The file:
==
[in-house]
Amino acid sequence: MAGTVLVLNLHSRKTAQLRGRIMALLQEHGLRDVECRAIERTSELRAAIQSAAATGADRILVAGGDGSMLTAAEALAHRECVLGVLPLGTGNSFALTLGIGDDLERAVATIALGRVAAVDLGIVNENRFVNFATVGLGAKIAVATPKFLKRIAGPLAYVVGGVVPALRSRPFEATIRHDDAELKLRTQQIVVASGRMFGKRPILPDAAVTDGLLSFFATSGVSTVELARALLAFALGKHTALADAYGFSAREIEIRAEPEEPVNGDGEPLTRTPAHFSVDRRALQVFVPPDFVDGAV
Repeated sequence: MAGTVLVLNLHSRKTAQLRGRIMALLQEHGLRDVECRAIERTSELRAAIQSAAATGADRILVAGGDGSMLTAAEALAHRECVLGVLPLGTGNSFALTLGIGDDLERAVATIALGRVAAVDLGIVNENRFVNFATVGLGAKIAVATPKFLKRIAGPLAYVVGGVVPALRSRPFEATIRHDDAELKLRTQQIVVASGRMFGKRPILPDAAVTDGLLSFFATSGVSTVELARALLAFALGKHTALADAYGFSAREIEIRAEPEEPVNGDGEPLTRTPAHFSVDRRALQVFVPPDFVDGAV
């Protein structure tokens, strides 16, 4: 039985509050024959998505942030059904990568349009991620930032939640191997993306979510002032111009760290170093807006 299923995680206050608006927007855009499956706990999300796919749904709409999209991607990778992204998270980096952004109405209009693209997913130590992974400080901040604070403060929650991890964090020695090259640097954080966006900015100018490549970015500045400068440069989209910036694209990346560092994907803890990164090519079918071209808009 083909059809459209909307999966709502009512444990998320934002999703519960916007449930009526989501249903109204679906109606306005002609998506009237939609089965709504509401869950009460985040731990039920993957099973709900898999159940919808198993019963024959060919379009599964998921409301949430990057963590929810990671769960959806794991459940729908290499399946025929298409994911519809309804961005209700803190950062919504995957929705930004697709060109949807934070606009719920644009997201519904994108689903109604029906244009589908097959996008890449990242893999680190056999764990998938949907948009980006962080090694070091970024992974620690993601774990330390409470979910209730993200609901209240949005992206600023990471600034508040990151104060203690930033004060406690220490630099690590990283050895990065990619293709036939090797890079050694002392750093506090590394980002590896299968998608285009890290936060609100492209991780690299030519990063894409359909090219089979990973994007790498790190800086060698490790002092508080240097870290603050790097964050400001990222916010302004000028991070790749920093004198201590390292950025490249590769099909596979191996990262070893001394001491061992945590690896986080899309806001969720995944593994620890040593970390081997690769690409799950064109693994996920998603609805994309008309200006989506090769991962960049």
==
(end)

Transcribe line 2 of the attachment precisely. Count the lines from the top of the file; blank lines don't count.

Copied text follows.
Amino acid sequence: MAGTVLVLNLHSRKTAQLRGRIMALLQEHGLRDVECRAIERTSELRAAIQSAAATGADRILVAGGDGSMLTAAEALAHRECVLGVLPLGTGNSFALTLGIGDDLERAVATIALGRVAAVDLGIVNENRFVNFATVGLGAKIAVATPKFLKRIAGPLAYVVGGVVPALRSRPFEATIRHDDAELKLRTQQIVVASGRMFGKRPILPDAAVTDGLLSFFATSGVSTVELARALLAFALGKHTALADAYGFSAREIEIRAEPEEPVNGDGEPLTRTPAHFSVDRRALQVFVPPDFVDGAV